A Healthy Richmond, California Endowment looks at REDI
Boom-and-bust cycles have shaped the city of Richmond’s history. Its
population quadrupled between 1940 and 1943; later, with the closing of
its World War II shipyards, the population shrank dramatically. From
1970 to 2000, it grew at only half the rate of the rest of the East
Bay. Today, Richmond remains an important industrial center for the Bay
Area, home to nearly a third of all jobs in the manufacturing,
wholesale and transportation sectors. Because of Richmond’s reliance on
industrial economies, much of the city’s land is zoned for industrial
and commercial use.
Beset by decades of economic, social and environmental challenges, Richmond faced significant financial shortfalls. “Historically it was unable to access its fair share of regional resources and was a city dealing with disinvestment,” recalls Juliet Ellis, executive director of the environmental justice organization Urban Habitat. “And for a combination of reasons the relationship between the City Council and community members was extremely tense, at an all-time low.”
Now, in a community-wide effort to set Richmond on a new course for the future, Urban Habitat, with support from The California Endowment, is working in collaboration with residents, community partners and elected officials to forge an ambitious policy framework for more equitable, healthy, “green” development in the city. The effort is strategically timed with the updating of Richmond’s General Plan. A general plan lays out a city’s vision and plans for future growth and development.
The General Plan update is a crucial opportunity for residents to make their voices heard. “It’s a space to envision how we want the community to look over the next 20 years,” says Juliet. “What kinds of industries and economic engines do we want to attract? How do we ensure that equitable development takes place rather than development that results in gentrification and displacement? We need to establish the rules of the game before developers come to town, and hold officials accountable.”
The state of California requires that a General Plan (also called a City Plan or Master Plan) include, at minimum, seven elements: land use, transportation, housing, conservation, open space, noise and safety.
The city of Richmond, however, has taken the extra step of including an additional element aimed at community health and wellness. Funding from The California Endowment is going to PolicyLink – a national research and social equity organization already engaged in projects on health and the built environment – to partner with Berkeley-based MIG Inc., a land use and design planning firm and the city of Richmond’s planning consultant, to develop the health element. Richmond is the first California community to include in its plan an element specifically aimed at community health. This groundbreaking approach could help improve public health in urban environments statewide.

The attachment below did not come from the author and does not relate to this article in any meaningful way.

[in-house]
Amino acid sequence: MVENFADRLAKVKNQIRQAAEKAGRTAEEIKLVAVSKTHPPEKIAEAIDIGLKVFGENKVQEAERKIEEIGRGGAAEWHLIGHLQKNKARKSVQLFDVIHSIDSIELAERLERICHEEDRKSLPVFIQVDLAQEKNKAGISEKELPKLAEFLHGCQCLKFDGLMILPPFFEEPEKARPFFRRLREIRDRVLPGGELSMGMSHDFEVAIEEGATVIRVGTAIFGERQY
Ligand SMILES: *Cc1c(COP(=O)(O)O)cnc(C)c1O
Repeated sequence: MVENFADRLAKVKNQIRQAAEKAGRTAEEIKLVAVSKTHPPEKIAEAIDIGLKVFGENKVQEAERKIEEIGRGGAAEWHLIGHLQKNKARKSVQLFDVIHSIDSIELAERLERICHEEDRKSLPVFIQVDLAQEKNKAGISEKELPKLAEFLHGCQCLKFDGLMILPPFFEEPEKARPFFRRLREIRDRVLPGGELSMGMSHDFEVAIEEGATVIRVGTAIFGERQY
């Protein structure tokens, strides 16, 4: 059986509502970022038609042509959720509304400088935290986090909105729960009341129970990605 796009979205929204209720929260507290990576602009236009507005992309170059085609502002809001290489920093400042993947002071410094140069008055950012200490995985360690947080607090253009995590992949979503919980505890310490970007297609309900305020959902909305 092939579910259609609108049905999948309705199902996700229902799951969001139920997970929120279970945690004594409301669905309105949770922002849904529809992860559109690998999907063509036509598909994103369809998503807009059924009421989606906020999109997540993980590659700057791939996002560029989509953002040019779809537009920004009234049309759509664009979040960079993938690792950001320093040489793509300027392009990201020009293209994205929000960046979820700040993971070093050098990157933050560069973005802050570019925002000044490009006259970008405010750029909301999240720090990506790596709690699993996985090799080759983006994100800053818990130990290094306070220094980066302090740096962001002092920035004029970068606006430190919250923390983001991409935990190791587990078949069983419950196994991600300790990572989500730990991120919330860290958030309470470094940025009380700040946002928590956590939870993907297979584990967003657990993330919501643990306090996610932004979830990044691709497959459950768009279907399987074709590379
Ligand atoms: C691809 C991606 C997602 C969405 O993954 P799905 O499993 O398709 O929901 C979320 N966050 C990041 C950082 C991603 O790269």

Richmond has the most economic segregation and concentrated poverty in the Bay Area. Its low-income residents have not historically been engaged in land use policy, even though their health has been disproportionately affected by development, industry, zoning and other planning decisions. “Air quality is a huge issue in Richmond,” cites Juliet as just one example. “There are oil refineries in the city and a number of serious brownfields, toxic sites that need to be cleaned up.”
A draft General Plan will be taken up by the City Council in early 2008 and, following public hearings and community workshops, a final Plan will be adopted in July 2008. The General Plan will establish a comprehensive framework for Richmond’s future healthy development by setting forth goals and guidelines for expansion of parks and pathways, equitable access to grocery stores and community-health services, locations of schools, housing construction and density, and development of infrastructure systems such as sewer and water. “The General Plan update is a high priority for the city, and it has been a very participative process,” says Richmond city manager Bill Lindsay. “In pulling together this health element you realize you’re drawing threads from many parts of the General Plan. It foregrounds the impact of land-use policies on community health.”
“Everything a city does has human health implications; health should be a cornerstone of a General Plan. In Richmond, we have an opportunity to fundamentally change the way cities plan for the future—and show the link between our physical environment and public health,” said Daniel Iacofano, Ph.D., principal of MIG and lead urban planner for the project. “Where you live, work, play, and go to school has a fundamental effect on your health.”
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